I’ve had a pot or two of hyacinths on the go in my house for the past couple of months. They give lots of pleasure with their waxy, star-shaped flowers, gathered in a bundle on a stalk and, of course, their heavenly scent. I like white and pink ones and the creamy yellow ones too, but this weekend celebrates a truly magnificent multi-coloured extravaganza of field grown blooms in Waterbeach, just off the A10, 3 miles north of Cambridge.
Alan Shipp has been caring for the National Collection of Hyacinths since 1989, and why wouldn’t he? – he’s the person who created this amazing collection of over 180 different varieties, including some of the world’s rarest living examples. Since the end of the Second World War he has been the only propagator of hyacinth bulbs in the UK and specialises in cultivating endangered breeds. One of these was a double yellow hyacinth which botanists believed extinct but Alan came across it in a plant research faculty in Lithuania and has been caring for it tenderly ever since.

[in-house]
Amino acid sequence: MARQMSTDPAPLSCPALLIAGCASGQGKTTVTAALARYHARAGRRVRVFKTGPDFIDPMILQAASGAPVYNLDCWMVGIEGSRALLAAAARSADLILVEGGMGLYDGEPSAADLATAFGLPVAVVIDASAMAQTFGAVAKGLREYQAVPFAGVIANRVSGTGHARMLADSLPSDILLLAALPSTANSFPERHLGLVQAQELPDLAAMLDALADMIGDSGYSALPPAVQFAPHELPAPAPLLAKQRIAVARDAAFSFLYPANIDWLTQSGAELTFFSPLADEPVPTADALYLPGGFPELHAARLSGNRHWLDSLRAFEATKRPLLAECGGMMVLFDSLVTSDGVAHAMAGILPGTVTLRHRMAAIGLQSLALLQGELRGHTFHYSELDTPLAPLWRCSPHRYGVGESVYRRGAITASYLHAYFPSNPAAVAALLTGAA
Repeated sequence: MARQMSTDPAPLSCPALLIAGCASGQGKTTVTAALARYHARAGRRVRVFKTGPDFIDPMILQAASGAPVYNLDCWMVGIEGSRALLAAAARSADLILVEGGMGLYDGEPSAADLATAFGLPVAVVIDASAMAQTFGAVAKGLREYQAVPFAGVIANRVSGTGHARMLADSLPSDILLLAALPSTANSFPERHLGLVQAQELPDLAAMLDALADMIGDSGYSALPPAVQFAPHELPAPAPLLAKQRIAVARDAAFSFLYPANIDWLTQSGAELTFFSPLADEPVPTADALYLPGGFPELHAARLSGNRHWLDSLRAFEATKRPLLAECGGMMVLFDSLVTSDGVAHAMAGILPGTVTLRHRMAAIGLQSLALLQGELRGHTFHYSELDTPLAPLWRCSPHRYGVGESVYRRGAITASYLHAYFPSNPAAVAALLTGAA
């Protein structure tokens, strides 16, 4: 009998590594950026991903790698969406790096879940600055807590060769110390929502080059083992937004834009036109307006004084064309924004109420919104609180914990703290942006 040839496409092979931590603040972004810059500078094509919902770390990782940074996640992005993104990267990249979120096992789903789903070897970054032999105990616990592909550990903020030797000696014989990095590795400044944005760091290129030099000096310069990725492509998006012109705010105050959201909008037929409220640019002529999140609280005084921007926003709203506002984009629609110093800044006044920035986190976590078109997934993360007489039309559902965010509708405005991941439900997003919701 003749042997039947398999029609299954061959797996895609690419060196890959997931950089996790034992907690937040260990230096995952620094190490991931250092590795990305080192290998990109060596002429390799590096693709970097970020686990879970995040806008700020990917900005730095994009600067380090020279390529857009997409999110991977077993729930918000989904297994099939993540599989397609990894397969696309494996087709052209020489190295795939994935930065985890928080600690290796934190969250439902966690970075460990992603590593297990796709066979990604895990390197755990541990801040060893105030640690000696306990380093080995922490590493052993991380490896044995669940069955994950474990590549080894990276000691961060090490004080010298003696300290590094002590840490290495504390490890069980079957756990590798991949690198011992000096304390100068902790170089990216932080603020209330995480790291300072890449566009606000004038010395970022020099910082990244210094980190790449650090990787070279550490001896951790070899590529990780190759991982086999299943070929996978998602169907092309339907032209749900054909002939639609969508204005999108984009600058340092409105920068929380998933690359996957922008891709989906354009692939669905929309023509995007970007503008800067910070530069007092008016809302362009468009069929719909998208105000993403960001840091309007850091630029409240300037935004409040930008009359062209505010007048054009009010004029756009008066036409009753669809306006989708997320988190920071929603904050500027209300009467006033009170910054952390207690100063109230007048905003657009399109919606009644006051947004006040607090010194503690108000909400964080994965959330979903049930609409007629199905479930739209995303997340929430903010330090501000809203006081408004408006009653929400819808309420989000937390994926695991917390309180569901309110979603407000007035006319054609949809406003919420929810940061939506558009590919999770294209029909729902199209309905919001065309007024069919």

The business began when Mr Shipp, the third generation owner of a struggling potato farm, started growing and selling a handful of blooms in 1985. He bought 200kg of bulbs from Holland from which he bred his own unique varieties. He was good at it and within a few years had experts and collectors knocking at his door for more. Of course he grows and sells all sorts of bulbs, even the most common, but his real joy are the rare ones and Russian varieties such as Grande Blanche Imperiale (see image below) and King Menelik Black, which was first recorded in 1863.
I look forward to meeting these very special blooms one but basically I’ll be there for the scent, I just can’t imagine what 20,000 blooming hyacinths will smell like – heavenly I suspect.Follow the ‘Hyacinth’ signs to Bottisham Lock this Saturday 28 March and Sunday 29 March between 11am and 5pm